Here's why the 5 love languages actually matter (like, a lot)

By Sara Kloepfer

When it comes to showing someone you care about them, there is no “right” way to do it; everyone gives and receives love in different ways. But, if you are not on the same page as your partner about how you each need to feel loved, it can be frustrating and lead to miscommunication or mismatched expectations. Let me introduce you to love languages.

Theorized by Dr. Gary Chapman in his book, The Love Languages: How to Express Heartfelt Commitment to Your Mate, love languages relate to how you demonstrate and recognize love. According to Dr. Chapman, there are five main ways people show love: words of affirmation, quality time, gifts, acts of service, and physical touch. The way you show affection also tends to be the way you prefer to receive affection. Most people have one or two love languages that they naturally gravitate towards. However, all five are important aspects of healthy relationships, so do not just focus on one and neglect the others. 

Knowing your love language and the love language of your partner is a great way to ease communication. For example, if you need your partner to tell you how much you mean to them (words of affirmation), but they show love by doing little errands for you (acts of service), you are not going to feel valued in the way you need. Even if your partner is constantly showing you affection, if it is not in a way you appreciate, you are bound to feel frustrated.

You do not need to have the same love languages as your partner to succeed as a couple, rather, you each need to understand each other’s love language. This requires recognizing that what is important to your partner may be different than what is important to you. Your partner grew up in a different family, perhaps in a different culture, and has their own personal needs and desires. If your partner does not know their love language, it is pretty easy to figure out: observe how they express love to you and others and take note of what they request or complain about most often. Think about what would comfort them most after a hard day — is it a pep talk, spending a cozy evening in together, surprising them with their favorite dessert, making them dinner, or cuddling?

Love languages are not just for romantic relationships, they can apply to friendships too. Every relationship dynamic depends on communicating your needs to each other, and love languages are a great way to simplify that. If you or your partner’s love language is not immediately obvious, there are some simple quizzes you can take. Read on to find out how each love language is expressed. 

1. Words of affirmation  

Showing love by affirming the other person through your words. This means unsolicited compliments, telling the other person what they mean to you, or sending them a text to let them know you are thinking about them. Hearing “I love you” is important, and hearing the reasons behind it even more so. People who value words of affirmation need to hear you verbalize your feelings, and criticism can cut especially deep.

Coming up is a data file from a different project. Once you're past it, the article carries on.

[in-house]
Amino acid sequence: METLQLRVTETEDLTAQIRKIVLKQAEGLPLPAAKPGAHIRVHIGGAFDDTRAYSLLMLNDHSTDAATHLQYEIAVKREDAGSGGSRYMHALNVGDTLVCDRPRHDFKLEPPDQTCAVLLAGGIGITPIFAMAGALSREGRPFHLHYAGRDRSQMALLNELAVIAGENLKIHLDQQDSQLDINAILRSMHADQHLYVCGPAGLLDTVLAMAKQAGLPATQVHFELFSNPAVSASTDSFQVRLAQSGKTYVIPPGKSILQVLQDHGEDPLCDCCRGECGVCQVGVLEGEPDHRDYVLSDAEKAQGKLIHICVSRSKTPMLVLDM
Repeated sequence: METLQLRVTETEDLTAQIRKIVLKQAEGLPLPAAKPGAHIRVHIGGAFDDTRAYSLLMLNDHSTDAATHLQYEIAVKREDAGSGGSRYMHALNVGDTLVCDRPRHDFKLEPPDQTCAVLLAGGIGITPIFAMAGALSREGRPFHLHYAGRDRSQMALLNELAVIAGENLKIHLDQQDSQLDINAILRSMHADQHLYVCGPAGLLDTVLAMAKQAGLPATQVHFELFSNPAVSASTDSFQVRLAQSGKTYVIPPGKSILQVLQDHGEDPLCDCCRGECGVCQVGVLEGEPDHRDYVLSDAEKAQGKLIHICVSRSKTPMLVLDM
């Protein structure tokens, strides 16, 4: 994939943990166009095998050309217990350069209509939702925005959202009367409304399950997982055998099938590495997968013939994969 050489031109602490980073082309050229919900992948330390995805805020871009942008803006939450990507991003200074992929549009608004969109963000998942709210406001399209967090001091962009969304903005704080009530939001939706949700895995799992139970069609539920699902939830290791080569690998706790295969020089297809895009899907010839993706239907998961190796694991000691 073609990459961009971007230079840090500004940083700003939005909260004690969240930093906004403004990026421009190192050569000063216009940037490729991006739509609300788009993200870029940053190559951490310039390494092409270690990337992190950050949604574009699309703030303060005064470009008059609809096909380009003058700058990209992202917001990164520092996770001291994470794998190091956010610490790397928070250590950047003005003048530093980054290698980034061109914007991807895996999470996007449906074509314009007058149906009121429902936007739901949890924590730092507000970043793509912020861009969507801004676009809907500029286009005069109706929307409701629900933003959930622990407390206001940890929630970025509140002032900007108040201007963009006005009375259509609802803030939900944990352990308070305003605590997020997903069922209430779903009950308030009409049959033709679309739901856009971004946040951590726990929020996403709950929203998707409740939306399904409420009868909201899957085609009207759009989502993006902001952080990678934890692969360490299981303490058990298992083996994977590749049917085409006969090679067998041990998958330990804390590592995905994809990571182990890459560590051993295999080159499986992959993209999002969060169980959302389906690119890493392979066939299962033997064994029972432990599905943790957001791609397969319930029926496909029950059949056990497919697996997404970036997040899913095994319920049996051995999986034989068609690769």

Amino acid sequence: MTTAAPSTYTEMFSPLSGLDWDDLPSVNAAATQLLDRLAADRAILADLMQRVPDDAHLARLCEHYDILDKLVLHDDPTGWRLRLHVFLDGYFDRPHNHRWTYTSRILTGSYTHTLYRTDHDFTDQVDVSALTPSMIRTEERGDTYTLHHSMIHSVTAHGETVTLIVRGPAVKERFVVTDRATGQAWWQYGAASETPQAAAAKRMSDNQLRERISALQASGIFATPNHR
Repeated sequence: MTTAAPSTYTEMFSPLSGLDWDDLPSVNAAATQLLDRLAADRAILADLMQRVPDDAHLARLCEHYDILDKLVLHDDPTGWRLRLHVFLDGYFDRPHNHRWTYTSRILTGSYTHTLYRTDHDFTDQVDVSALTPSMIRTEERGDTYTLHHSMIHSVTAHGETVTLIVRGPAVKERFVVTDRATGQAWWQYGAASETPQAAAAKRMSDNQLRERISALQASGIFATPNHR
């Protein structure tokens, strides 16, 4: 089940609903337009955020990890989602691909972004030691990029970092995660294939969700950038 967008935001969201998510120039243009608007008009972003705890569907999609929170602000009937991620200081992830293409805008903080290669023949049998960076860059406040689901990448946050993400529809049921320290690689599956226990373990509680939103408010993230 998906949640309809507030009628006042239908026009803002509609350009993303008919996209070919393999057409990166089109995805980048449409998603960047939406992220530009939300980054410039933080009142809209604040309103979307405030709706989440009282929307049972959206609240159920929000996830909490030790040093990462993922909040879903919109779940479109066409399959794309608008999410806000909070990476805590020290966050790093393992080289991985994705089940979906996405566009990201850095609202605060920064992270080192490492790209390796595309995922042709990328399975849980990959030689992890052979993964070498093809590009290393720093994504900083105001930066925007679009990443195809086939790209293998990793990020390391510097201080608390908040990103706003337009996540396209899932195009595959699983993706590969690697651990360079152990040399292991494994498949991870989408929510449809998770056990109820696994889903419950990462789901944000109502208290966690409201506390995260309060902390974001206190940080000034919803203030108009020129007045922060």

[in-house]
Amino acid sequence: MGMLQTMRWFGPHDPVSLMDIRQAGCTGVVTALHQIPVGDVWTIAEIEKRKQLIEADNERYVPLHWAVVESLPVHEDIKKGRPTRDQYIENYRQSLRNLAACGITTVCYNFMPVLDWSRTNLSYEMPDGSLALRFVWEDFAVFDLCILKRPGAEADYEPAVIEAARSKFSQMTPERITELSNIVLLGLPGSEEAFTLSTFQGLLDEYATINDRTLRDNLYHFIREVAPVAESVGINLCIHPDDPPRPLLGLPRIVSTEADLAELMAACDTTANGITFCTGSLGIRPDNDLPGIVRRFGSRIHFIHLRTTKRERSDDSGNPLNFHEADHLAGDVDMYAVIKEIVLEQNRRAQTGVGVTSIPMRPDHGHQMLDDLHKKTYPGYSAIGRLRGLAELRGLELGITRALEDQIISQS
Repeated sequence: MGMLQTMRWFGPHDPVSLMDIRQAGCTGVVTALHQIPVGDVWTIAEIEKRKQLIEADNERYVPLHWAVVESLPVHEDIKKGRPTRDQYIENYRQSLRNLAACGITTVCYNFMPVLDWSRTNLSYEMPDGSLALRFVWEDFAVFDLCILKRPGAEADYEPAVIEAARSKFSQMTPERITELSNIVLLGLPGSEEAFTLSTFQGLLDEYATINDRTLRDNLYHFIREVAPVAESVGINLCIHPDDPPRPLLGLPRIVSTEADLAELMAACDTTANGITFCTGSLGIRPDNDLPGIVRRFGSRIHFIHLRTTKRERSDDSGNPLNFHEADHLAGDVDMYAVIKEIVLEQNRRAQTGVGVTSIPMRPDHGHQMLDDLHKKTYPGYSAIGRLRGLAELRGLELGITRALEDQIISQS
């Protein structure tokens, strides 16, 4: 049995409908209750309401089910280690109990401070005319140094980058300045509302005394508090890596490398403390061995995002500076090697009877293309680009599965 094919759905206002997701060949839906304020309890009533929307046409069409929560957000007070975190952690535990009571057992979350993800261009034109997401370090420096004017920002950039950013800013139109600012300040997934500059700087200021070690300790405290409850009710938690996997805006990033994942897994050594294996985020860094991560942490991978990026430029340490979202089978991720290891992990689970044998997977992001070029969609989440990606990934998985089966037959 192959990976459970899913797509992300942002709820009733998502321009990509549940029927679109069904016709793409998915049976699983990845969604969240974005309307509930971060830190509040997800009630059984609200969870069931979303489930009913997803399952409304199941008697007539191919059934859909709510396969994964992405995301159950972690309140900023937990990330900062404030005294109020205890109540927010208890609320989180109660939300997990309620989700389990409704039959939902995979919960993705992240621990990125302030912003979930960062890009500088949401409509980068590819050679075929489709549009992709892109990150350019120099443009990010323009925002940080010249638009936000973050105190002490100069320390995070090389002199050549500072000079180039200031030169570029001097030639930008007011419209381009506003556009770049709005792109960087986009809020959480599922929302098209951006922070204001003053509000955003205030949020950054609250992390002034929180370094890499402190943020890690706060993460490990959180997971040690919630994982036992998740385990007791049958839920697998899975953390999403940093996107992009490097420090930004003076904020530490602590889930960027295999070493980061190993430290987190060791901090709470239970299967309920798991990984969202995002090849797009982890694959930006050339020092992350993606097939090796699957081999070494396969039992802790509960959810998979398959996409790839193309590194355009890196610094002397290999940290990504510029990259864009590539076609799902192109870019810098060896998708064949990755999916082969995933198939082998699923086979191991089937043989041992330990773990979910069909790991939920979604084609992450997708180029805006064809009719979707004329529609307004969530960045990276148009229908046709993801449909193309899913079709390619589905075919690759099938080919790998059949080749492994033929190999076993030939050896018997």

2. Quality time 

Showing love by giving someone your full, undivided attention when you spend time together. This means being completely present, not just making an effort to spend time together. For people who value quality time, it is not so much about how much time you spend together, but how you spend that time. When their partner is distracted when they are together, they can perceive that as being ignored or unappreciated. Postponing or flaking on special dates can be especially hurtful to them. Improving quality time could mean making an extra effort to put down your phone, having deep conversations, or taking an interest in activities your partner enjoys. 

3. Gifts

Showing love through gifts. People who value receiving gifts are not materialistic, rather, they appreciate not just the gift itself, but the thoughtfulness and effort behind it. The perfect gift shows that their partner listens to, understands, and cares about them. They appreciate little everyday gifts, such as flowers, a note, or a coffee. They may take missing a birthday or anniversary or a hasty, thoughtless gift very personally. 

4. Acts of service 

Showing love by performing practical tasks for someone. This means doing unsolicited thoughtful or helpful things for your partner, such as doing the dishes, fixing their bike, or making them coffee. For people who value acts of service, actions speak louder than words. They may not always explicitly acknowledge their actions as acts of love, so take note of the little things they do to make your life easier. Laziness, breaking commitments, or making more work for them are signs of disrespect. For people with disabilities or mental health issues, acts of service can be especially meaningful when they do not have the energy to do things for themselves. Acts of service is also often a primary love language between parents and children; for example, parents perform tasks to take care of their children, while children do chores around the house to help out their parents. 

5. Physical touch 

Showing love through physical affection. This does not always have to be sexual — it can mean holding hands, cuddling, or rubbing your partner’s back. People who value physical touch may place more value on PDA or have a higher libido, but not always. If your physical desires are mismatched, or you are uncomfortable showing affection in public, you need to be very sensitive in how you discuss your boundaries. If you do not respond to or reciprocate their touch, they may feel rejected, while thoughtful touches throughout the day show your concern and care for them.


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